GOP Plan Would Address Debt Ceiling, But Keep Government Shutdown Going
Republicans appear to be uniting behind a short-term plan to deal with the debt ceiling, but seem okay with keeping the government shutdown going forward.
House Republicans appear to be uniting behind a new proposal that would offer a short-term, relatively “clean” increase in the debt ceiling as a means of buying time for opposing parties on Capitol Hill and at the White House to attempt to come to terms on a longer term fiscal deal:
The partisan logjam that has paralyzed the capital showed signs of easing Wednesday, as conservative Republicans warmed to the idea of a short-term increase in the country’s borrowing limit and House GOP leaders prepared for their first meeting with President Barack Obama since the government shutdown began.
Rep. Paul Ryan (R., Wis.), chairman of the House Budget Committee, outlined a plan Wednesday to fellow conservatives to extend the nation’s borrowing limit for four to six weeks, paired with a framework for broader deficit-reduction talks, according to lawmakers briefed on the proposal. The greater the spending reduction the talks produced, the longer the next extension of the debt ceiling would be under Mr. Ryan’s plan.
Top House Republicans prepared to head to the White House Thursday to discuss the issues underlying the standoff that has resulted in the nine-day partial government shutdown and that now threatens the country’s ability to borrow.
The White House said the session isn’t a negotiation, in keeping with Mr. Obama’s demand that lawmakers raise the debt ceiling and fully reopen the government without conditions before policy talks are held. But the meeting may allow House Republicans to say they had a policy conversation with the president, which they have been saying is a condition of resolving the impasse.
Mr. Ryan’s proposal for a short-term debt-limit increase drew broad support from conservatives at the Capitol Hill meeting, according to lawmakers who attended. Republicans leaving the closed-door session expressed support for a short-term measure even if it doesn’t address the 2010 health-care law. Conservatives’ efforts to curtail the law sparked the shutdown.
“It may make more sense to avoid back-to-back financial crises,” said Rep. Kevin Brady (R., Texas), referring to the government shutdown and debt-ceiling deadline. “We may need some extra time to pull the right package together.”
There are similar reports of such a proposed deal coming this morning From The New York Times, National Journal, and The Washington Post. There are two things that are notable about these reports. First, much like Paul Ryan’s proposal, which I wrote about yesterday, it completely ignores the Obamacare issue that had set off the events we’ve been dealing with for the past three weeks or so. Indeed, Erick Erickson reported that his sources are saying that the House GOP Leadership is essentially giving up on that fight for now. Second, it appears from all reports that the plan that the GOP is looking at right now, which obviously won’t be presented either privately to Democrats or publicly unless it ends up getting endorsed by the GOP Caucus later this morning, only deals with the debt ceiling and would basically leave the government shutdown going forward as if it were an issue that would have to be discussed either separately or as a part of the longer term negotiations that this reported plan contemplates. This last point is important because, while the White House has hinted over the past 24 hours that the President would be willing to sign on to a short-term increase in the debt ceiling as long as it was “clean, it’s unclear how they’d react to a plan that focused only on the debt ceiling and allowed the government shutdown going.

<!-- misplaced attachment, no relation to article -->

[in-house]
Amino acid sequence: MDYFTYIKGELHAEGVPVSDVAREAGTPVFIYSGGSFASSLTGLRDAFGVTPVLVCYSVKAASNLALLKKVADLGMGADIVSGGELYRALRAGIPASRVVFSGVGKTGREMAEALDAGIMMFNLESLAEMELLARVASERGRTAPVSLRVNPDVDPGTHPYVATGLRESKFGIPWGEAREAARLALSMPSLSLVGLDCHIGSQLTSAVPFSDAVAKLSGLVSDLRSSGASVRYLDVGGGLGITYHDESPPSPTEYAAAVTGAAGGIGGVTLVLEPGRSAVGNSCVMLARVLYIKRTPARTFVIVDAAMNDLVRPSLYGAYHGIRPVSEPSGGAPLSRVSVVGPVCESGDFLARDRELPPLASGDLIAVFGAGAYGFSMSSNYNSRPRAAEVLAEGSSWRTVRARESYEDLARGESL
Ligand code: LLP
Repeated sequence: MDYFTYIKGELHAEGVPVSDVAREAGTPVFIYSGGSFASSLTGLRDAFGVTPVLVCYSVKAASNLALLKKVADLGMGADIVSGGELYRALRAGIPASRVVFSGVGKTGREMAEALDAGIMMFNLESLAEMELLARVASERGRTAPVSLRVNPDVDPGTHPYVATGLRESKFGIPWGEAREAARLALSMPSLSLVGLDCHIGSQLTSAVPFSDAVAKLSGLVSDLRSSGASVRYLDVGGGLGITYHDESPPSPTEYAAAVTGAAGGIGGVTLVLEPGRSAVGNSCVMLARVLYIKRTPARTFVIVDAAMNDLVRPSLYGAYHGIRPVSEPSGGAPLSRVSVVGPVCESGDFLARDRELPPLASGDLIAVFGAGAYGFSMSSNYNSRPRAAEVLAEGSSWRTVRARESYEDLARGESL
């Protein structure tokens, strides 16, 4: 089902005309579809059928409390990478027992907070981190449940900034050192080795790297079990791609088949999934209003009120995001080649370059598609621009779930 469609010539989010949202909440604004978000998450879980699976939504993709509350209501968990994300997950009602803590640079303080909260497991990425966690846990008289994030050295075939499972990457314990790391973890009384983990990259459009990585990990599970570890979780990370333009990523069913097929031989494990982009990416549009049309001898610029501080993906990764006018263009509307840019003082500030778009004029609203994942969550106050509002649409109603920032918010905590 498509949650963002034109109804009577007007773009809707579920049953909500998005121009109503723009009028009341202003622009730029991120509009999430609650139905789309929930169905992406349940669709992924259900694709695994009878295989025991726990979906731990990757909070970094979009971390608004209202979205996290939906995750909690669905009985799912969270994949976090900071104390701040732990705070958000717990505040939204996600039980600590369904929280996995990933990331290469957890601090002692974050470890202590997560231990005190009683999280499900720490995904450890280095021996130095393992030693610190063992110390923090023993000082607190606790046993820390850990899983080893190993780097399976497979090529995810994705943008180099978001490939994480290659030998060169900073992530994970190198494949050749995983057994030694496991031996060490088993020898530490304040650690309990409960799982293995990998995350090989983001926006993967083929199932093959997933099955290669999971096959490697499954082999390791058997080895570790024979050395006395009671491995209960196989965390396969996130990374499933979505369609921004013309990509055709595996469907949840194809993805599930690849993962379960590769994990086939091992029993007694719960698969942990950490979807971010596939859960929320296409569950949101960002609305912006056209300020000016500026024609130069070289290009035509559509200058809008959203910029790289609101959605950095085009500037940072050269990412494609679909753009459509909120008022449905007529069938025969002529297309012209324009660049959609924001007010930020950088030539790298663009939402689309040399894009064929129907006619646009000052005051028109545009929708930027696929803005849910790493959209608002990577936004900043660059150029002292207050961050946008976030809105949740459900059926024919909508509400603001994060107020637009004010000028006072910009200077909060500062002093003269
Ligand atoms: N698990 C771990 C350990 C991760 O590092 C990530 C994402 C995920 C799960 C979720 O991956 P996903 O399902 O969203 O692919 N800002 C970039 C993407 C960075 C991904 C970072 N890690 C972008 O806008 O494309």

Assuming Boehner and the House GOP Leadership get sufficient backing from the caucus in their meeting today, this is presumably something that will be presented to President Obama during their meeting with him late this afternoon. Originally, the White House had invited all 232 Republican Congressmen to attend this meeting, but Speaker Boehner apparently decided that only the leadership and the heads of the relevant committees (i.e., Budget and Appropriations) would be attending. While some in the media have interpreted this is some kind of a snub of the President, or an effort to control the debate, I actually think its kind of wise. To the extent that such a meeting is going to accomplish anything productive, it does no good for people like Louie Gohmert, Steve King, and Michele Bachmann, all of whom have expressed nothing but contempt for the President, to attend. If anything productive is going to come out of this today, it’s best to leave it in the hands of the adults.
As is always true with this matter, the devil is in the details. However, taken in context with yesterday’s Ryan Op-Ed, it’s clear that the GOP is doing the best it can at this point to get shake off the “defund Obamacare” albatross that Ted Cruz hung around them when this whole mess started. What’s unclear to me, though, is whether even a short term deal can happen if it doesn’t also include something to deal with the government shutdown.